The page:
The porcine P347S hammerhead ribozyme coding sequence was generated by extension of two overlapping synthetic DNA oligonucleotides (Life Technologies, Gaithersburg, MD) flanked by EcoRI and MluI sites (Figure 2). The overlapping DNA oligonucleotides were held at 65 °C for 2 min and annealed by slow cooling to room temperature for 30 min. The annealed oligonucleotides were extended by DNA polymerase (Klenow, New England Biolabs, Beverly, MA) in the presence of 5 mM dNTPs and polymerase buffer (10 mM Tris-HCl, pH 7.5, 5 mM MgCl2, 7.5 mM dithiothreitol) at 37 °C for 60 min. The resulting double-stranded DNA fragment was digested with EcoRI and MluI and ligated into the pHC T7 RNA expression vector . The ligated plasmids were transformed into DH5a cells. The ribozyme clone was verified by sequencing and was designated as p347Rz.
Production of the porcine P347S target clone
The porcine P347S target was cloned into pHC using the same method used to clone the porcine P347S hammerhead ribozyme. The two DNA oligonucleotides used were, 5'-CCG GAA TTC GCC AGG TAG GCG TCA GCT AAG GAT CCG CC-3' and 5'-GGC GGA TCC TTA GCT GAC GCC TAC CTG GCG AAT TCC GG-3'. The target clone was verified by sequencing and was designated as p347Tar.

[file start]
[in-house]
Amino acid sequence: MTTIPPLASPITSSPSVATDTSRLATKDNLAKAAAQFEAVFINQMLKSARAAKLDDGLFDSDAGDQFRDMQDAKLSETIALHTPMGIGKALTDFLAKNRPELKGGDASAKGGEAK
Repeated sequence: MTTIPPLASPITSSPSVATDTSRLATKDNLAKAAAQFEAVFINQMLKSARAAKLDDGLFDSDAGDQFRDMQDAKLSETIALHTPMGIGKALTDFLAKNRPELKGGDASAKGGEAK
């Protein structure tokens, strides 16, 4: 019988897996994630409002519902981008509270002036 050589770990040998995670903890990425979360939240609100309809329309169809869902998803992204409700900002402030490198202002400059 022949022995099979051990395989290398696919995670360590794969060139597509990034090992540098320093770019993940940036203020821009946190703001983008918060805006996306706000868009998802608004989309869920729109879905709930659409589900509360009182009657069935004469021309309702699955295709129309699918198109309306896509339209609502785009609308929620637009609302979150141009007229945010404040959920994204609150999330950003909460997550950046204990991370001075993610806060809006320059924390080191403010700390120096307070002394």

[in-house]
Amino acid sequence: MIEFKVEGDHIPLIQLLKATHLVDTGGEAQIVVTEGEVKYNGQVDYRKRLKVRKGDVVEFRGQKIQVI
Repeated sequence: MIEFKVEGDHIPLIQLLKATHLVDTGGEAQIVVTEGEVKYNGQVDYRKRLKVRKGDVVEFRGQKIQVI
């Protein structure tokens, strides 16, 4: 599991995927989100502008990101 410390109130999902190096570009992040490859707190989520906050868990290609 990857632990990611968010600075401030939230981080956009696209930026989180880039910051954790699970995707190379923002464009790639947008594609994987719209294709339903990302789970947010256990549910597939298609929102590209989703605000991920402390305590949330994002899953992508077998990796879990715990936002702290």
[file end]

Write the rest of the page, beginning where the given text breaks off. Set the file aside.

In vitro transcription to produce the porcine P347S hammerhead ribozyme target
Run-off transcripts were produced using the MluI-digested p347Rz plasmid or the MluI-digested p347Tar plasmid and T7 RNA polymerase as previously described .
Time course analysis of ribozyme cleavage of RNA oligonucleotides
Both the cloned version and the RNA oligonucleotide version of the ribozyme were used. Two pmol of ribozyme with a final concentration of 15 nM in 40 mM Tris-HCl, pH 7.5 were held at 65 °C for 2 min then cooled to 25 °C for 10 min. Dithiothreitol (DTT) with a final concentration of 20 mM, 4 units RNasin (Promega), and MgCl2 with a final concentration of 20 mM were added and the mixture was held at 37 °C for 10 min. Cleavage was initiated by the addition of the 32P-end labeled target RNA oligonucleotide, and the reaction proceeded at 37 °C. Aliquots were removed at various times and added to formamide stop buffer (90% formamide, 50 mM EDTA, 0.05% bromophenol blue, 0.05% xylene cyanol) and held on ice. The samples were then heat denatured, cooled and separated on 10% polyacrylamide-8 M urea gels. The gels were analyzed on a Molecular Dynamics PhosphorImager (Sunnyvale, CA).
Multiple-turnover kinetic analysis of the hammerhead ribozymes